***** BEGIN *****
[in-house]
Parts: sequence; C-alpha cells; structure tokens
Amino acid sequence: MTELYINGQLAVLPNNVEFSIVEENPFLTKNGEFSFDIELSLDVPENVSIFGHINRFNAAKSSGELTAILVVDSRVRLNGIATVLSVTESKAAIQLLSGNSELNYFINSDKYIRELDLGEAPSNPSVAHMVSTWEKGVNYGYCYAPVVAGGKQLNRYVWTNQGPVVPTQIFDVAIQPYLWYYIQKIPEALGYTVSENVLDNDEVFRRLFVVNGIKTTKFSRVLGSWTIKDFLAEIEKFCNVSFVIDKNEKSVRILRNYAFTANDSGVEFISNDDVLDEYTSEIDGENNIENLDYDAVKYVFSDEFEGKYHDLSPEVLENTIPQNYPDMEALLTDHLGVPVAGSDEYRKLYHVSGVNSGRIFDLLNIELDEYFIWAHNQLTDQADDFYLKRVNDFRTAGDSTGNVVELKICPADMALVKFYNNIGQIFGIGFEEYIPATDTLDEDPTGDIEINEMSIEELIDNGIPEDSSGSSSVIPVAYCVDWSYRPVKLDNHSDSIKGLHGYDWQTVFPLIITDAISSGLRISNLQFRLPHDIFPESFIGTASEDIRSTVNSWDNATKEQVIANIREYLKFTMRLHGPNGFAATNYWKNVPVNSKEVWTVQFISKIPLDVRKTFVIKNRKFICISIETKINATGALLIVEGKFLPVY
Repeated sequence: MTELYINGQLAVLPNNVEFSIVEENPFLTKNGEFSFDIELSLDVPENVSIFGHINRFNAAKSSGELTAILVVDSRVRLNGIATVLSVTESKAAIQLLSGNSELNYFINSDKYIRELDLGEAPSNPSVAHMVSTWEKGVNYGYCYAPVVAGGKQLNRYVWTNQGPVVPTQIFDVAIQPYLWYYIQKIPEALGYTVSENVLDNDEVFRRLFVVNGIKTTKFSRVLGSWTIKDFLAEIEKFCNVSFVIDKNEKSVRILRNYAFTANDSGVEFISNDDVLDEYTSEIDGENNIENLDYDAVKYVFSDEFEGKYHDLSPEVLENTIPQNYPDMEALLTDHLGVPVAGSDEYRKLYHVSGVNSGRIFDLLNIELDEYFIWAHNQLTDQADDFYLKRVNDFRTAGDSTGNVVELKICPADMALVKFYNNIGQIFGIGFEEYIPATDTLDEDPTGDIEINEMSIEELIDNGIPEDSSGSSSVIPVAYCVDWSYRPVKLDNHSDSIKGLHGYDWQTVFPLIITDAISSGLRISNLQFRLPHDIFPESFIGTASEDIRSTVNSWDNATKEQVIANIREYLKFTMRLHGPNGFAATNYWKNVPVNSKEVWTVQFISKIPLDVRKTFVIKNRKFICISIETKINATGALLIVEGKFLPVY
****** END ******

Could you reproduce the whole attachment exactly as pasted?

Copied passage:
[in-house]
Parts: sequence; C-alpha cells; structure tokens
Amino acid sequence: MTELYINGQLAVLPNNVEFSIVEENPFLTKNGEFSFDIELSLDVPENVSIFGHINRFNAAKSSGELTAILVVDSRVRLNGIATVLSVTESKAAIQLLSGNSELNYFINSDKYIRELDLGEAPSNPSVAHMVSTWEKGVNYGYCYAPVVAGGKQLNRYVWTNQGPVVPTQIFDVAIQPYLWYYIQKIPEALGYTVSENVLDNDEVFRRLFVVNGIKTTKFSRVLGSWTIKDFLAEIEKFCNVSFVIDKNEKSVRILRNYAFTANDSGVEFISNDDVLDEYTSEIDGENNIENLDYDAVKYVFSDEFEGKYHDLSPEVLENTIPQNYPDMEALLTDHLGVPVAGSDEYRKLYHVSGVNSGRIFDLLNIELDEYFIWAHNQLTDQADDFYLKRVNDFRTAGDSTGNVVELKICPADMALVKFYNNIGQIFGIGFEEYIPATDTLDEDPTGDIEINEMSIEELIDNGIPEDSSGSSSVIPVAYCVDWSYRPVKLDNHSDSIKGLHGYDWQTVFPLIITDAISSGLRISNLQFRLPHDIFPESFIGTASEDIRSTVNSWDNATKEQVIANIREYLKFTMRLHGPNGFAATNYWKNVPVNSKEVWTVQFISKIPLDVRKTFVIKNRKFICISIETKINATGALLIVEGKFLPVY
Repeated sequence: MTELYINGQLAVLPNNVEFSIVEENPFLTKNGEFSFDIELSLDVPENVSIFGHINRFNAAKSSGELTAILVVDSRVRLNGIATVLSVTESKAAIQLLSGNSELNYFINSDKYIRELDLGEAPSNPSVAHMVSTWEKGVNYGYCYAPVVAGGKQLNRYVWTNQGPVVPTQIFDVAIQPYLWYYIQKIPEALGYTVSENVLDNDEVFRRLFVVNGIKTTKFSRVLGSWTIKDFLAEIEKFCNVSFVIDKNEKSVRILRNYAFTANDSGVEFISNDDVLDEYTSEIDGENNIENLDYDAVKYVFSDEFEGKYHDLSPEVLENTIPQNYPDMEALLTDHLGVPVAGSDEYRKLYHVSGVNSGRIFDLLNIELDEYFIWAHNQLTDQADDFYLKRVNDFRTAGDSTGNVVELKICPADMALVKFYNNIGQIFGIGFEEYIPATDTLDEDPTGDIEINEMSIEELIDNGIPEDSSGSSSVIPVAYCVDWSYRPVKLDNHSDSIKGLHGYDWQTVFPLIITDAISSGLRISNLQFRLPHDIFPESFIGTASEDIRSTVNSWDNATKEQVIANIREYLKFTMRLHGPNGFAATNYWKNVPVNSKEVWTVQFISKIPLDVRKTFVIKNRKFICISIETKINATGALLIVEGKFLPVY